Naivasha is a small town that sits on the floor of the Great Rift Valley. A busy place, it is a popular transit point for the movement of goods and services. It is also a favourite stop for people wishing to get refreshments as they head upcountry.

The town’s name was initially Nai’posha, a Maasai name meaning ‘Rough Water’ in reference to the afternoon storms that frequented the lake. The British misinterpretation finally stuck and has since been the name of the town.

Besides its thriving USD 150 million-a-year floriculture industry dominated by large multinationals, the town is also a popular tourist destination, especially, for Nairobi residents seeking to run away from the hustle of city life.

Some of the main attractions not to miss here include the majestic 11,000 FT Mount Longonot, a volcanic mountain that is now dormant. Hell’s Gate National Park famously named for its pair of mammoth, red hued cliffs, is another interesting spot. The park is home to an abundance of plains game and bird life.

Lake Naivasha itself is a site to behold with over 400 different species of bird and a variety of wildlife and marine species. The popular Fischer’s Tower that offers fantastic climbing opportunities, is an interesting place to visit, especially if you are just starting out in mountain climbing and fancy developing your skills further.

Actually if you start your trip right now, you might just be in time to catch the greatest wheelbarrow race in the world – To Hell’s Gate on a wheelbarrow – held each year to raise funds and awareness among local community on the need to protect Naivasha’s ecosystem.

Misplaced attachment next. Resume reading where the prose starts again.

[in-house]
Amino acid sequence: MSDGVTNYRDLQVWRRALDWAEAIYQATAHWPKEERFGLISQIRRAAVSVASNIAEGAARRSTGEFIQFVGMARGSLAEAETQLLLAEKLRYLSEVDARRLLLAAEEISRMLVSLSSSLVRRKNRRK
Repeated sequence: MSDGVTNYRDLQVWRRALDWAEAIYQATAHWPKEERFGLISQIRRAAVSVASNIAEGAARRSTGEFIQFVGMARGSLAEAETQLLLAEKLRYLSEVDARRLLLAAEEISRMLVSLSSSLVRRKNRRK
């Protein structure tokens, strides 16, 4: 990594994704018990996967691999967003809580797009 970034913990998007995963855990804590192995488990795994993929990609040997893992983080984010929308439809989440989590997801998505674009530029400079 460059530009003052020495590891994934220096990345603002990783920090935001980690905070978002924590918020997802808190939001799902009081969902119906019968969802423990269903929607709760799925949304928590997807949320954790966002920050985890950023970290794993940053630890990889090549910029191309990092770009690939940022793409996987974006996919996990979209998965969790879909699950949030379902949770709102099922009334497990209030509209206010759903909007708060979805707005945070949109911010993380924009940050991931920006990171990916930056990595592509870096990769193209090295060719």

Much of Lake Naivasha is surrounded by forests of the yellow barked Acacia Xanthophlea, known locally as the yellow fever tree, that flourish with bird life, making Naivasha a world class birding destination.

The shores of the lake draw a wide array of game including Maasai Giraffes, Cape Buffalo and Colobus Monkeys with numerous hefty Hippos lazing around in the lake. The borough enclosing the lake is well worth exploring, giving way to 2 smaller lakes nearby; Oloidien, with its Flamingoes and Sonachi, a bright green crater lake.

History enthusiasts will be pleased to note that Naivasha is abundant with treasures of the past to mull over. For instance, between 1937 and 1950 Lake Naivasha was used as Nairobi’s principle airport and landing site for the Catalina Flying Boats. These were used by the Overseas Airways Corporation (OAC) for a regular service from London to South Africa.

The flying boats were massive amphibious aircrafts which were luxuriously fitted and considered the ultimate in elite air travel. On arrival in Naivasha, near the Naivasha Country Club, passengers would alight and take buses to Nairobi. Transit passengers would meanwhile attend a game of polo while waiting for the plane to refuel.

Naivasha also has its share of a dark past that began in the 1930s and 40s with the birth of the infamous happy valley elite. Championed by one Lord Erroll these settlers were known for their care-free lives. Their story is well captured in James Fox’s novel, White Mischief, which later was made into a film by the same name.

After the happy valley saga, Naivasha entered into a period between the late 1970s and 1980s when most of the wildlife areas were overrun by poachers. Meanwhile the migratory paths along Lake Naivasha were disappearing as fast as the local flower industry flourished.

This triggered some individuals like Joan Root (18 January 1936 – 13 January 2006) to take radical action to fight for the protection of Naivasha’s fragile ecosystem – perhaps even to death.

A Kenyan-born conservationist, ecological activist and Oscar-nominated filmmaker, Joan fought vehemently until her untimely death in 2006.